Eric Monte (born Kenneth Williams; December 25, 1943)[1] is an American screenwriter and TV series creator. He is known for his work in depicting 1970s African-American culture. Monte wrote and co-created several sitcoms for television such as Good Times (with actor and screenwriter Mike Evans), The Jeffersons, What's Happening!! as well as the spin off series, What's Happening Now!!. The series was based on the coming of age film Cooley High, which Monte wrote was based on his high school experiences.[2][3]

Eric Monte
Kenneth Williams[1]

(1943-12-25) December 25, 1943 (age 78)[1]
Alma materCooley Vocational High School
Years active1971–2001
Known forWriter – Good Times, What's Happening!!, The Jeffersons, Cooley High

Early lifeEdit

Born Kenneth Williams, he was the middle of three children to Ilene in Chicago, Illinois. Monte was raised in the Cabrini–Green housing project on the near-north side. During his junior year, Monte dropped out of Cooley Vocational High School and enlisted in the United States Army.[4] Soon after his stint in the army, Monte hitchhiked to Hollywood.


His first big break came five years later, with a script written for and accepted by All in the Family, which eventually contributed to the spawning of The Jeffersons. From there, he produced two 1970s sitcoms: Good Times (which he co-created with The Jeffersons star Mike Evans) and What's Happening!! (which was based on his screenplay for the motion picture Cooley High (1975).[5] (Cooley High also inspired the CBS television show The White Shadow (November 27, 1978 to March 16, 1981), starring Ken Howard.[6])

According to the Los Angeles Times, in 1977 he filed a lawsuit accusing CBS, Tandem Productions, producers Norman Lear and Jerry Perenchio, and others of stealing his ideas for Good Times, The Jeffersons (an All in the Family spinoff), and What's Happening!! [7] Eventually, he says, he received a $1-million settlement and a small percentage of the residuals from Good Times, but opportunities to pitch new scripts dried up after the lawsuit.[8] Since Good Times ended, the only scripts he's written that have been produced by Hollywood are single episodes of The Wayans Bros. and of Moesha, the latter of which Monte has called "the absolute worst script I've ever written".[9] He took part of the settlement money to finance the production of a play he had written, titled If They Come Back. The play was a commercial failure, and significantly contributed to Monte's financial ruin.[10]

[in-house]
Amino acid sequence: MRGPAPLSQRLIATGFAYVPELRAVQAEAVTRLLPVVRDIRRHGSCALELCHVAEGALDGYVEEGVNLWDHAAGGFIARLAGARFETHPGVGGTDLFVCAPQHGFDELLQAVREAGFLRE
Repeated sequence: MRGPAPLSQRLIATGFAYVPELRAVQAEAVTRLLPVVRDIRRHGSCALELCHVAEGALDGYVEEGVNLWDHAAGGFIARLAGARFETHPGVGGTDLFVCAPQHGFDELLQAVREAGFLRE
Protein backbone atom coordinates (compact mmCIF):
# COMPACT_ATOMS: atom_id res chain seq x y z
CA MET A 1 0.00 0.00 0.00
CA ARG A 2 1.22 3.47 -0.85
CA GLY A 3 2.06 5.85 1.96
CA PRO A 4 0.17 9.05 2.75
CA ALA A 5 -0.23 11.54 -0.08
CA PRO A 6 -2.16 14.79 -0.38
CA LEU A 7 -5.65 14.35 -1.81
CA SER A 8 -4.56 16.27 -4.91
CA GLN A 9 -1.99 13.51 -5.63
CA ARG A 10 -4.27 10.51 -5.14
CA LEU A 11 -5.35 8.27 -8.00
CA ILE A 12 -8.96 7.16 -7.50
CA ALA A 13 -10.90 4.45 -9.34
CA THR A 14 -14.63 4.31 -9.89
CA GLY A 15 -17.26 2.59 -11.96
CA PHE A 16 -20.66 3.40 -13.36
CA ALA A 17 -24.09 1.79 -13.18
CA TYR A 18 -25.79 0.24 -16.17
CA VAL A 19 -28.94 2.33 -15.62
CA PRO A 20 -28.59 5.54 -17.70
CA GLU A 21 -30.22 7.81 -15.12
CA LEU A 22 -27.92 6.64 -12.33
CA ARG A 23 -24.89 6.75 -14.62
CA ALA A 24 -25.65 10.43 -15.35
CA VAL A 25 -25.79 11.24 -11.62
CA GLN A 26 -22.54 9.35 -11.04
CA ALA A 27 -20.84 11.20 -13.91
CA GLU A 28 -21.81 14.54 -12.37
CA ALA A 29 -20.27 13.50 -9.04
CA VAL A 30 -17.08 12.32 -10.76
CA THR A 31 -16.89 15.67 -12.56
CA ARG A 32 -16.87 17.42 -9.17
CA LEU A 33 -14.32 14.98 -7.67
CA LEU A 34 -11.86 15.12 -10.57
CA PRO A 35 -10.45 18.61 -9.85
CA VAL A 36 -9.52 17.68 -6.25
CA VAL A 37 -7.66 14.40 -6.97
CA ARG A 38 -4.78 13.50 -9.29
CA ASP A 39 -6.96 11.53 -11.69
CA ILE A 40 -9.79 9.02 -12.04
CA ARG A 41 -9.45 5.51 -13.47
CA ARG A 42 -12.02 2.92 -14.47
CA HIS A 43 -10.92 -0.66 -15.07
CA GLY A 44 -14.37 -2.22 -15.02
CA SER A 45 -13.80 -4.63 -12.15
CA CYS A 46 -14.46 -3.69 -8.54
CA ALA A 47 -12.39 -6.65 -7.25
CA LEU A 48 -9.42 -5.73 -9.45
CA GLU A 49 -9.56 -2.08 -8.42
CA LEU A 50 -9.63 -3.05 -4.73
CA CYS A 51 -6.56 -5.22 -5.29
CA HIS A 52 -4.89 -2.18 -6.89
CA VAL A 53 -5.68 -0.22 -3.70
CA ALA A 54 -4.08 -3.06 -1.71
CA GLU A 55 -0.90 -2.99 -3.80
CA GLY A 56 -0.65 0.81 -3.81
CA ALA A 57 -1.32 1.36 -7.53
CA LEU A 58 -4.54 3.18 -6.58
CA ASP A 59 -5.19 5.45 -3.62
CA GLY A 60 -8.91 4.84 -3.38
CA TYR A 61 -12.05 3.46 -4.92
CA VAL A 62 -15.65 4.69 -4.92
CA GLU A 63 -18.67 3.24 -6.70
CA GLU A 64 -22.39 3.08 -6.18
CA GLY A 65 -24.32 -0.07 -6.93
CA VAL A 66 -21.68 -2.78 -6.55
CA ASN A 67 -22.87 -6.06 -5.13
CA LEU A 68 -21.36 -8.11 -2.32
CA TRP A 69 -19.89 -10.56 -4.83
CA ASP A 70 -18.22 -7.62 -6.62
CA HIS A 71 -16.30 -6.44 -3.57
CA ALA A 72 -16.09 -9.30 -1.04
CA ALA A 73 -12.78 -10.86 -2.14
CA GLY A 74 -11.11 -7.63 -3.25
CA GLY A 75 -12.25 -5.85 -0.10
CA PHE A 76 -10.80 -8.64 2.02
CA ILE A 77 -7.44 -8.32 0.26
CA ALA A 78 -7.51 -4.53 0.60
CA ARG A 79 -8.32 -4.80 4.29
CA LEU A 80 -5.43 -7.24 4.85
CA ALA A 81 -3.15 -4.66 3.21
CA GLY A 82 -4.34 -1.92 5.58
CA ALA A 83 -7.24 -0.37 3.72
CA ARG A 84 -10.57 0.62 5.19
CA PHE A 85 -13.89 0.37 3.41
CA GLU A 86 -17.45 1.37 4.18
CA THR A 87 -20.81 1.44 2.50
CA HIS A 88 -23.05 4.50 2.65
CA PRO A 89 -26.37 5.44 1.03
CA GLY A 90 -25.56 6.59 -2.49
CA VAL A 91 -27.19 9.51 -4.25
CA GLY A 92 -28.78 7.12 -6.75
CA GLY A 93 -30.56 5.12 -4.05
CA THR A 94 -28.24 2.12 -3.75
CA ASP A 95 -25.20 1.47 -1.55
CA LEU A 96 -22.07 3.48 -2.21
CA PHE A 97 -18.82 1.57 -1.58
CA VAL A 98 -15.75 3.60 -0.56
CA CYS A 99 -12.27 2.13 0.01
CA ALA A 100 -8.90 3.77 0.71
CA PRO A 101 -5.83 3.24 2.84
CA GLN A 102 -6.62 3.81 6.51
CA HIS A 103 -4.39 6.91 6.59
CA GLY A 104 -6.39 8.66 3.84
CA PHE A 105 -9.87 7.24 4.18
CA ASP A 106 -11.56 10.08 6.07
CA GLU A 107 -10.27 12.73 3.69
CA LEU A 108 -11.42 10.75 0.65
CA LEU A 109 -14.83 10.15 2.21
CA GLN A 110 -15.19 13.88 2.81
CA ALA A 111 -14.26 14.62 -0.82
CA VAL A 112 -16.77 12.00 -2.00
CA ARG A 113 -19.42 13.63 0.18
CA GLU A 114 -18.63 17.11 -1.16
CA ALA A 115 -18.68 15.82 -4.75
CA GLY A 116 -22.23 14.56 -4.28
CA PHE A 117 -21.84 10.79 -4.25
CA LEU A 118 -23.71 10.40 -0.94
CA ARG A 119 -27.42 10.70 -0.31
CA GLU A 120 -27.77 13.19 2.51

After falling on hard times, by 2003, his drinking had worsened, and he had developed an addiction to crack cocaine. He later declared bankruptcy, and by 2006, found himself living in a Salvation Army homeless shelter in Bell, California. He appeared to maintain sobriety there as the shelter required regular drug tests, and he pursued attempts to sell television and film scripts as well as a self-published book called Blueprint for Peace. Late in 2006, Monte moved back to Chicago. Monte now lives in Portland, Oregon.[11][12]


  1. ^ a b c Bartlett's Familiar Black Quotations: 5,000 Years of Literature, Lyrics ...
  2. ^ "Eric Monte". Movies & TV Dept. The New York Times. Baseline & All Movie Guide. 2012. Archived from the original on 2012-08-28.
  3. ^ Black Enterprise - June 1978
  4. ^ Eric Monte: The Writer Who Fought to Change the Stereotypes of African American in Film!!!, CNN iReport, via Wayback Machine.
  5. ^ Dunn, Katia (July 29, 2006). "For Classic TV Producer, Good Times No Longer". NPR.
  6. ^ Closs, Wyatt (February 27, 2014). "Erykah Badu Reveals All About Her 'Lo Down Loretta Brown' Persona". Huffington Post.
  7. ^ Hollywood Reporter - Norman Lear Memoir
  8. ^ Mitchell, John L. (April 14, 2006). "Plotting His Next Big Break". Los Angeles Times.
  9. ^ "Entertainment: Television".
  10. ^ "Q&A: The Legendary Eric Monte". Soul Train. 2014-01-15. Retrieved 2016-09-04.
  11. ^ Mitchell, John L. (December 19, 2006). "Turning page on a life story". Los Angeles Times.
  12. ^ Dunn, Katia (July 29, 2006). "For Classic TV Producer, Good Times No Longer". NPR.

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